The National Cybersecurity Strategy that flew out of the White House doors in early March was a year-long effort that involved hundreds of engagements with more than 300 stakeholders – from academia to industry to Federal agencies – a top official at the Office of the National Cyber Director (ONCD) said today.
“What we emphasize within that strategy is that we are at a pivotal point when it comes to public-private sector collaboration,” ONCD Director for Cyber Policy and Programs Tanya Simms said at MeriTalk’s May 2023 Cyber Central in D.C.
“What we talk about is the need for holistic commitment from the private sector as well as the public sector when it comes to collaborating and understanding and responding to cyber-related incidents and cyber defense,” Simms said. “There is this emphasis on this need to not just have actual relationships, but to really look at what does true collaboration and trust building actually look like.”
She continued, “What we ultimately achieved was this unified commitment in making sure that each element of our society could really see themselves in the strategy.”
One fundamental shift that the March 2 strategy highlights is the nation’s need to “rebalance” the responsibility to defend cyberspace by “shifting the burden for cybersecurity away from individuals, small businesses, and local governments, and onto the organizations that are most capable and best-positioned to reduce risks for all of us.”
ONCD’s Simms said during MeriTalk’s event today that this is the most critical step in the strategy, but it’s going to take a huge cultural shift.
“One of the fundamental shifts that the strategy reflects is that those with the most should be able to bear more,” Simms said. “That shift of responsibility, that shift in accountability means that those CIOs, those CISOs should be investing in our own … people to build this.”
“But specifically in thought leadership,” she continued, adding, “What that means is that fundamentally the investment that we’re talking about has to get that that cultural lack of understanding of cybersecurity.”
Simms reiterated that cybersecurity requires intentional thought leadership, which requires a cultural shift, and “that’s the key investment.”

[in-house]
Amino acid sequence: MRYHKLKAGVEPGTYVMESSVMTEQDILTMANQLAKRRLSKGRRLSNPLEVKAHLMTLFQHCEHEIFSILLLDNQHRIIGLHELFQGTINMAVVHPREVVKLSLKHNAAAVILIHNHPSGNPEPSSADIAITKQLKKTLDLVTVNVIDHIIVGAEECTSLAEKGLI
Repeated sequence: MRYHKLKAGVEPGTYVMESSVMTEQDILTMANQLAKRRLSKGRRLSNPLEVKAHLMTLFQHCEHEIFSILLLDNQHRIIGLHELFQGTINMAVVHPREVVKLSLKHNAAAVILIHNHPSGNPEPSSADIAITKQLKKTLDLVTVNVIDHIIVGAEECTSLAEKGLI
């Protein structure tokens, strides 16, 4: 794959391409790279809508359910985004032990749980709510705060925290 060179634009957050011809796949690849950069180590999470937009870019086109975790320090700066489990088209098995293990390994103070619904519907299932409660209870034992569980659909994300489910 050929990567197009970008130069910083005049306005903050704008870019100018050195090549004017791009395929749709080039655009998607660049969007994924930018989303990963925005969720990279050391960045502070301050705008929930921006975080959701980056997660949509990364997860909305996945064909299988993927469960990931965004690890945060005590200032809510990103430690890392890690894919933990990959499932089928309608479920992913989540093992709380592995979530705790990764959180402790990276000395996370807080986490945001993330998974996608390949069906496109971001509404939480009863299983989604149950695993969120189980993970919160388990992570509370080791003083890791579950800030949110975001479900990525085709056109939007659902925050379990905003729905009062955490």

The strategy also says the United States will aim to increase cyber resilience by developing a diverse and robust national cyber workforce. Amy Hamilton, the visiting faculty chair at the Department of Energy (DoE), said during Cyber Central today that the strategy’s focus on people is one of the most critical aspects of the document. “The bottom line is there are not enough cyber people out there,” Hamilton said.
“We can’t just say, ‘okay, somebody magically is going to grow up and know cyber,’ we have to invest in this at the very earliest ages,” Hamilton preached. “We can’t wait until high school, we can’t wait until college, we need to make sure at the very youngest ages – as soon as somebody is starting to pick up that device, we need to understand security of that device.”
Hamilton said that this is no longer a cyber issue, it’s a human issue. “We have to let that in that digital integration as part of our lives and the fabric of our society,” she said.
ONCD plans to release its Cyber Workforce Strategy this summer, where tech education at younger ages and for minority groups prevails as a key to closing the cyber skills gap. That strategy was completed in large portion with the private sector as well.
Cisco’s National Security and Government Senior Strategist for Cybersecurity, Andrew Stewart, highlighted during Cyber Central today that public-private partnerships are key for the security of the nation.
“We [must] bring together private-public partnerships to ensure better security for the digital ecosystem.” Stewart said it’s “a stable way to be able to ensure an inclusive future for all folks.”